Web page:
I committed to building a megadungeon for the Desolate North a while ago. Quite a while ago. The first thing I started with was an idea of what kind of place I wanted and a tie-in to the campaign. I decided on an old dwarven fortress, abandoned for centuries. I promptly made a side-view map (pretty cool, too, and pretty detailed, if I may say so myself)...and then got swept up in real life. This was back before my recent spate of posting, mind.
When I came back to it, I had this great side-view map, and some of the entrance to level 1 mapped out. And...it sat there. I knew I should work on it, but it sat there. Why?
I just wasn't enthused about the idea. First, there was the setting idea - Oh, great, another dwarven fortress dungeon, just like other classic dwarven fortress dungeons! how original and wonderfully evocative! - and then there was the fact that, even if I liked the setting idea, I didn't want to play with it for a whole megadungeon's worth of space and effort. It sat there.
Until, talking it over with my wife one day, I came upon the solution. See, I still like the idea of an old dwarven fortress. It fits in very nicely with the Desolate North, as the first clue that this is actually an area of ancient history instead of virgin territory. But I didn't want to stick with it for the whole dungeon. So what to do?
Bisociate. The dungeon is two different things at the same time in the same place. (Hat tip to Kenneth Hite. Suppressed Transmission is a big part of my gaming bildungsroman.)
So at the same time as the dungeon is indeed an ancestral homeland for a civlization of dwarves that was never supposed to be here and is only in the crackpot theories of some discredited sage, it is also so much more, weirdly layered over it and shining through it and competing with it. Which set of myths is true? What exactly is the dungeon? Is it inside out?
This has a bunch of benefits. Firstly, I feel less like I'm leading the players on by the nose if I shove in discoverable bits about the lore. After all, through the bisociation they can come to their own conclusions about the history of the dungeon and the Desolate North, and I can't even say that they're wrong.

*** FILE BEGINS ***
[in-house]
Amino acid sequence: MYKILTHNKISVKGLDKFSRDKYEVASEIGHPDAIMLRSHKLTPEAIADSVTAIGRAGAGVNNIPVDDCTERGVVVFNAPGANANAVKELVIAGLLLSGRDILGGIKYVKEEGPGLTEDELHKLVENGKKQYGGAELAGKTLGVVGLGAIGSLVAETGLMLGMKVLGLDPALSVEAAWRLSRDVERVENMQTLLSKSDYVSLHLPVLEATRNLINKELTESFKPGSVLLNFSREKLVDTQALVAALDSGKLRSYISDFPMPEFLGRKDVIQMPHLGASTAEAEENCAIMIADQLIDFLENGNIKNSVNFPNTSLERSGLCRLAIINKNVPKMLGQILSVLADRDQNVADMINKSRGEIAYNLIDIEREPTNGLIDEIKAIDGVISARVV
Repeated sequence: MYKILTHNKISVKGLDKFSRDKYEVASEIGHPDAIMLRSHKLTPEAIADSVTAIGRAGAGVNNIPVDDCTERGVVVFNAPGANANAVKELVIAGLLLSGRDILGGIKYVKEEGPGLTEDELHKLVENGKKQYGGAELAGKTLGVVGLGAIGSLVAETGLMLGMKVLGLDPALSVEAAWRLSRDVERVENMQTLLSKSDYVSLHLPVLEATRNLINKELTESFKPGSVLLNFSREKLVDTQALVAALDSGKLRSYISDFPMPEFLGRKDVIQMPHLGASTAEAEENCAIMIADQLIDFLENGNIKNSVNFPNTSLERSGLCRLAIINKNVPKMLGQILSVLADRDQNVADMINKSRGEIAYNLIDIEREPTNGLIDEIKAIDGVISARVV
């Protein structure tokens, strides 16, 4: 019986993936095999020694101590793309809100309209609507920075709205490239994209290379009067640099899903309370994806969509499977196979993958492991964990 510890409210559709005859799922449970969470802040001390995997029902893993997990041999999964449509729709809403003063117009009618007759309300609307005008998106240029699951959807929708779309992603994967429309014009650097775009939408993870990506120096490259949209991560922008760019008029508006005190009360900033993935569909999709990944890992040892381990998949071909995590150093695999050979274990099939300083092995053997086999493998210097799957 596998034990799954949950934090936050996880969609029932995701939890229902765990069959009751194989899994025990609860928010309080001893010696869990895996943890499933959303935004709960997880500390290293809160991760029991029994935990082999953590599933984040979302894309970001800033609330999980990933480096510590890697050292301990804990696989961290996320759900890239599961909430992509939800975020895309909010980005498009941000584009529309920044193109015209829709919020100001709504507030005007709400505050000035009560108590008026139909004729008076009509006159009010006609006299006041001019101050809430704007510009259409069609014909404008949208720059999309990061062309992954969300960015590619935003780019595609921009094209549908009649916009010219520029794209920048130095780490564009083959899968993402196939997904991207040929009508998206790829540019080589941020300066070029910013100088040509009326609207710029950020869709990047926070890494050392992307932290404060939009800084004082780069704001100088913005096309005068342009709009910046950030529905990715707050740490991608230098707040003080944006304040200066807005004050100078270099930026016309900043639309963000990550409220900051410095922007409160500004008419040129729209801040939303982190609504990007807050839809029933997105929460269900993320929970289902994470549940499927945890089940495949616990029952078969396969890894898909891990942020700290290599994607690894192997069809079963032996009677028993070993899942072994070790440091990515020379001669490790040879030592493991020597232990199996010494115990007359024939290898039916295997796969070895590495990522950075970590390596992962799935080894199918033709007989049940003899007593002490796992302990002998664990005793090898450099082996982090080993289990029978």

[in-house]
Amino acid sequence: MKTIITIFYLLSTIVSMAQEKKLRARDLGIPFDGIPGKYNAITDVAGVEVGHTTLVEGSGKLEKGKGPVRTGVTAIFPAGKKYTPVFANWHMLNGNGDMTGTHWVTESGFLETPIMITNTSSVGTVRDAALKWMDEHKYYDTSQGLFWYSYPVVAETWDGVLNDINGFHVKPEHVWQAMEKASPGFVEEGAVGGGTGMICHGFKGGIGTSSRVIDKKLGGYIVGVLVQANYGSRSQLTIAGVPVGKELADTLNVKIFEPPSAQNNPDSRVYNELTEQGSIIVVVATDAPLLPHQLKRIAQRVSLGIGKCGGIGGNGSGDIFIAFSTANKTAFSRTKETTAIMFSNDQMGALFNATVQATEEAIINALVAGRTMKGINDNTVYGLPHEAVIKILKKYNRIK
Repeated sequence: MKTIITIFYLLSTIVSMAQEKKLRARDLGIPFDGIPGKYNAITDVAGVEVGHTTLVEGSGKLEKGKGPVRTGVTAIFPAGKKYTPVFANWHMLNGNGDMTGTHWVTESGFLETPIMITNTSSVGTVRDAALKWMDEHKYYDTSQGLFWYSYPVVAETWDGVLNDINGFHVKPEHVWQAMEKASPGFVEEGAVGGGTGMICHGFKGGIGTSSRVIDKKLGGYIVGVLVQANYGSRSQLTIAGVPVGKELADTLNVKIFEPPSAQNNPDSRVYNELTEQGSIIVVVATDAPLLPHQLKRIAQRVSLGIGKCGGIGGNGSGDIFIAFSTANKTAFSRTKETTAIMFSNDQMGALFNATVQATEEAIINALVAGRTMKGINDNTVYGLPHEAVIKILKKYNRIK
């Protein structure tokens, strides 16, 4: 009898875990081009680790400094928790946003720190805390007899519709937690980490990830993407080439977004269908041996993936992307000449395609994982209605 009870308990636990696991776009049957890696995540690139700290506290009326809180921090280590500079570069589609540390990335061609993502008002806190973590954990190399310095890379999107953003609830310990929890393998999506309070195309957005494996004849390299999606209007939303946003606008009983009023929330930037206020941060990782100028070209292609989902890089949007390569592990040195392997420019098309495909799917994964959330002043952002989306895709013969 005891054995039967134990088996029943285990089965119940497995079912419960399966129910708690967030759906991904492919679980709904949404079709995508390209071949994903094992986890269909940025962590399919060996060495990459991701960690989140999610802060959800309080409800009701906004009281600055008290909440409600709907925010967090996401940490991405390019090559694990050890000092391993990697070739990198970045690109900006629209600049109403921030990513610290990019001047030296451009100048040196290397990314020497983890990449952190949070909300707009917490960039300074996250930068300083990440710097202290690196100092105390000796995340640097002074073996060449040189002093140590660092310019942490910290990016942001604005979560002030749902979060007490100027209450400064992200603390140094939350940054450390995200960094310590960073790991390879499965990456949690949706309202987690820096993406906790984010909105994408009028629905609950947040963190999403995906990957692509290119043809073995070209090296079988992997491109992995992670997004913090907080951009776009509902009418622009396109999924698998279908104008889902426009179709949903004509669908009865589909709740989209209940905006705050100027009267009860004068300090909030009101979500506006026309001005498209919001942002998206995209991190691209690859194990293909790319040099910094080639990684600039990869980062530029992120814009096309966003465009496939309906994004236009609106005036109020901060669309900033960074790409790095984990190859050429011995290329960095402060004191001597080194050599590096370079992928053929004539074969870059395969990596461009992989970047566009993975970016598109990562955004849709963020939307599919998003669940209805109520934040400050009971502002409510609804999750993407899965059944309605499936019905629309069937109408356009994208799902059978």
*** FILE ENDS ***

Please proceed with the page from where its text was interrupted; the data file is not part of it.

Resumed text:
Further, it allows me to throw in a bunch of stuff that's interesting and Weird and cultish and oh-so-appropriate to what gets my creative juices flowing without feeling tied to the dusty and tired theme of 'underground mountain fortress for short people' that's just, by itself, missing that je ne sais quoi.
What this isn't is an excuse for the dungeon to not make sense or go 'gonzo.' I could use it that way, but I don't want to. ASE is all well and good, but I don't want to play it. Besides, Mr Wetmore is better at it than me by miles, despite sharing a first name.
But it does feel freeing. I can draw rooms without worrying overly about whether or not they fit with the dwarven theme, or (especially on lower levels) even if it exactly made sense for someone to build them this way. I can include whole other themes if I want without breaking stride, so long as I can tie them all together into the larger bisociative picture.
Ultimately, though, it passes the best test of all: I'm actually drawing it. I have the first (of four) sections of level 1 nearly completed (on graph paper, not keyed) despite the fact that my only time to work on it is in snatches and starts. (Mostly in the morning while waiting for my professor to come to class.) And I'm excited about the place, about drawing it and keying it and putting it all together and letting PCs loose to wreck it. Ask my wife; I won't shut up about it.
That's nice for you, but what can I do with it?That's a valid question. After all, you're here reading for ideas about your own gaming. Here's the thing: you can do it too.
Let's say you have an idea for a dungeon. For the sake of an example, we'll go with 'ancient Greek with animal men' in the tradition of Jacquays. That's a good theme, but if you want (or if you're struggling) you can bisociate (the italics are traditional). The dungeon has another theme. Not a complementary one, a completely new one that's sufficient unto itself. Going with our example, you can also have 'original touch-down spot and temple to the Elder Things'.
How does this work? That's up to you and how far you want to take it. Maybe different levels are on different 'planes' or places and interpenetrate. Maybe the dungeon changes from visit to visit (making restocking potentially very interesting, if a lot of work). Maybe if you're on drugs you see things differently - not more or less true, just differently. Maybe if you go right at the fork, you find one thing, but if you go left, you find another. Maybe there are different groups of monsters in your factions that only make sense in one of the idioms but not the other.
The possibilities are endless.
Try it out.